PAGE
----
INDICT AND CONVICT
When 3 strip was replaced by a single projection, with It’s a Mad, Mad, Mad, Mad World, and quickly followed by a string of bummers, purists had hoped there would be some way to resurrect the thrill of the original process, and George Stevens was very briefly a savior when he started making The Greatest Story Ever Told with the format, but three days into filming, he switched to Ultra-Panavision. Not to be left behind by American widescreen mania, the Soviet Union came up with Kinopanorama, a Cinerama-ripoff, used for the 1966 travelogue entitled Russian Adventure, narrated by Bing Crosby. (It world premièred in 3 strip at the McVickers Theatre in Chicago.) Then Stanley Kubrick made the announcement that he would use the 3 panel system for 2001, only to abandon his intentions. It was a matter of economics, because overhead costs for processing and showing Cinerama became prohibitive. It was also assumed that most audiences wouldn’t know the difference between the one and only Cinerama and the single projection, except for the missing two visible lines. But it turned out the movie makers were only fooling themselves in foisting the new substitution as equal to the real thing. (When This is Cinerama was re-released in 1973 in 70mm, the response was considerably less than enthusiastic.) Listed elsewhere on this site, some of the “new and improved” Cinerama—Circus World, for one, and definitely Battle of the Bulge—are as bad as those I’ll list on this page but personal animus is used to determine egregiousness, and the following four films are at the very bottom of the pit. What constitutes a roadshow can be argued, but inarguably these killers—Custer of the West, The Hallelujah Trail, Ice Station Zebra and Krakatoa, East of Java—aren’t anywhere close. The extreme shoddiness, insulting fakery, stupid plots and bad acting put them in a separate class, and certainly they are up to their impotent if not criminally inaccurate titles. There’s not a memorable moment of savagery in Custer (so lacking of excitement that even the runaway traincar climax garnered mocking laughs); not a single laugh in Hallelujah Trail (quickly noted by theatre managers who pulled it from roadshow only two weeks after opening); not a second of suspense in the stultifying, clumsy Zebra. And how a movie company could launch an expensive hardticket campaign for Krapatoa (sic) without fact-checking its actual location confirms that movie executives and makers were well into the Hollywood drug scene long before it became fashionable and newsworthy. The death of the reserved seat attraction can be attributed to many things—for example, Vietnam, the sexual revolution, drugs and a subsequent casualness helped alter our formal movie going habits—but these four movies are indisputably additional causes.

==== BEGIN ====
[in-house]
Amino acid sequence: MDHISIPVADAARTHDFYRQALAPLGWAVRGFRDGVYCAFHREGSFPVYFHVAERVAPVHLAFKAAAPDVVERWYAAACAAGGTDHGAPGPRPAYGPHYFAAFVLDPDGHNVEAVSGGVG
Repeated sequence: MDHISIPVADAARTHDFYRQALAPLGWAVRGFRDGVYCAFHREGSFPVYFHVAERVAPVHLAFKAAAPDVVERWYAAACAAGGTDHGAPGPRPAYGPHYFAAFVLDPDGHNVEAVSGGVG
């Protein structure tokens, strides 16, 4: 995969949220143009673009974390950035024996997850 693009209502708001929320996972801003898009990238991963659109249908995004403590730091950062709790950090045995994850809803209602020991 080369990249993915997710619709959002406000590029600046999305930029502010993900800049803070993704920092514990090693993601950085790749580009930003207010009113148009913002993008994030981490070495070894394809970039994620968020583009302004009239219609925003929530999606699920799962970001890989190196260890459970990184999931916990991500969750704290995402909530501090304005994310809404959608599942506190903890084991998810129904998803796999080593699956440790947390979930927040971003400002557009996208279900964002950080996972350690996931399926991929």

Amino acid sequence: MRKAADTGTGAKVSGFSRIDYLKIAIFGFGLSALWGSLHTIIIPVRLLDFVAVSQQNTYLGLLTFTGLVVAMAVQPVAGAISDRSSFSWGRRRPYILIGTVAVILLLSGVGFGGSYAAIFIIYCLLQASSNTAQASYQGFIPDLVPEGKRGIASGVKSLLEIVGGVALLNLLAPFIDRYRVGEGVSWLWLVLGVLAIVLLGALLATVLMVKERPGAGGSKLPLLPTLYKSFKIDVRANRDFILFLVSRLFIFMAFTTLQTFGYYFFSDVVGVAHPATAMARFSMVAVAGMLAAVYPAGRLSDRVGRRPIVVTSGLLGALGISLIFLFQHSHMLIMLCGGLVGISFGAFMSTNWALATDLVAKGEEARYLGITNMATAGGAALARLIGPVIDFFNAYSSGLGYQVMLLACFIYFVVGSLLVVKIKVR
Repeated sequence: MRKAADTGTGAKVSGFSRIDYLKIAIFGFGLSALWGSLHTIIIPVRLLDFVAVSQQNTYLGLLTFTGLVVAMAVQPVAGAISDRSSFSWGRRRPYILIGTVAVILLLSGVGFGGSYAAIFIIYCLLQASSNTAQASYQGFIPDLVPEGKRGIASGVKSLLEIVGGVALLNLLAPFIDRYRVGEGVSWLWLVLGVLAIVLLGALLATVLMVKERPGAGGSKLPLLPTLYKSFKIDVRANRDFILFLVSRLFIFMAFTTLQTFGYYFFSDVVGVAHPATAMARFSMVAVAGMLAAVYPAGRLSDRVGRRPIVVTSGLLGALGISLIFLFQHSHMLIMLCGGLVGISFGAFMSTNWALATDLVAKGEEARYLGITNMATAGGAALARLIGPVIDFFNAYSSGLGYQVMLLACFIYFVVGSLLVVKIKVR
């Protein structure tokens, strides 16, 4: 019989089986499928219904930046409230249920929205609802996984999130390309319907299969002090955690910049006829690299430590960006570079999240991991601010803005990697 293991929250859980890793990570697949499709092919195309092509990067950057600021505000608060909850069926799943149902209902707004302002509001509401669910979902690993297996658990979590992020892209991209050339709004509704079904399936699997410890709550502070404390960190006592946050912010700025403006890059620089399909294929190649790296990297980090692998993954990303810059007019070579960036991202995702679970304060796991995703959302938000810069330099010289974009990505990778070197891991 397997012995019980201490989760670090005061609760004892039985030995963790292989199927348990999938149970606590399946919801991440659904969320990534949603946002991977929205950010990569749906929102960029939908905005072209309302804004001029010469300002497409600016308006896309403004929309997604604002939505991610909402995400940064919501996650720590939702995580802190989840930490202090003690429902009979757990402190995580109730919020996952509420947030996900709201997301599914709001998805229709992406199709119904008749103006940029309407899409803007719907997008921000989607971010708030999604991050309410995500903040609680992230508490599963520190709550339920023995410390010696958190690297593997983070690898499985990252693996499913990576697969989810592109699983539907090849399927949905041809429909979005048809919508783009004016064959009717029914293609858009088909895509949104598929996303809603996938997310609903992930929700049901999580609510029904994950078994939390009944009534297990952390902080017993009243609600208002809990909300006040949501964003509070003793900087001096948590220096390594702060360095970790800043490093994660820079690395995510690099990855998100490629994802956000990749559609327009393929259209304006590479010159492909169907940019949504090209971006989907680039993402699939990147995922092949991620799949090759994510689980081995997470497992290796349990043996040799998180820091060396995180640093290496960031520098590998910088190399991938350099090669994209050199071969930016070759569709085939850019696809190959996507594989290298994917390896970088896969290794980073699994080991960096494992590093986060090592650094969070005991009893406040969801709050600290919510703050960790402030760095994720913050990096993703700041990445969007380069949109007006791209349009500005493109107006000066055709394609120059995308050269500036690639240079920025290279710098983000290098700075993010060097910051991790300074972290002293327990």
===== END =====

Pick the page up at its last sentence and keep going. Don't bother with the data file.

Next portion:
Text COPYRIGHT © 2003 RALPH BENNER All Rights Reserved.